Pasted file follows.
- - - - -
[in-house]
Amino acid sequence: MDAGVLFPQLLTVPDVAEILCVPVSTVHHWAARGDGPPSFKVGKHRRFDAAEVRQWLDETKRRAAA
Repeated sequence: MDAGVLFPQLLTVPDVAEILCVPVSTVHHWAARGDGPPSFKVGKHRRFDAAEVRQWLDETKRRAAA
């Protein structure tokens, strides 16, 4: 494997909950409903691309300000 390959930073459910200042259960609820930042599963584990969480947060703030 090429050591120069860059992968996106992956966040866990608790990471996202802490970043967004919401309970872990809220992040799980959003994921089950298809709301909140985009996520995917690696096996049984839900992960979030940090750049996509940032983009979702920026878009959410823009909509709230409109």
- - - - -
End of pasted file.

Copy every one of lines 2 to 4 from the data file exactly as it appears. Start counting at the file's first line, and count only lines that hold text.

Amino acid sequence: MDAGVLFPQLLTVPDVAEILCVPVSTVHHWAARGDGPPSFKVGKHRRFDAAEVRQWLDETKRRAAA
Repeated sequence: MDAGVLFPQLLTVPDVAEILCVPVSTVHHWAARGDGPPSFKVGKHRRFDAAEVRQWLDETKRRAAA
């Protein structure tokens, strides 16, 4: 494997909950409903691309300000 390959930073459910200042259960609820930042599963584990969480947060703030 090429050591120069860059992968996106992956966040866990608790990471996202802490970043967004919401309970872990809220992040799980959003994921089950298809709301909140985009996520995917690696096996049984839900992960979030940090750049996509940032983009979702920026878009959410823009909509709230409109």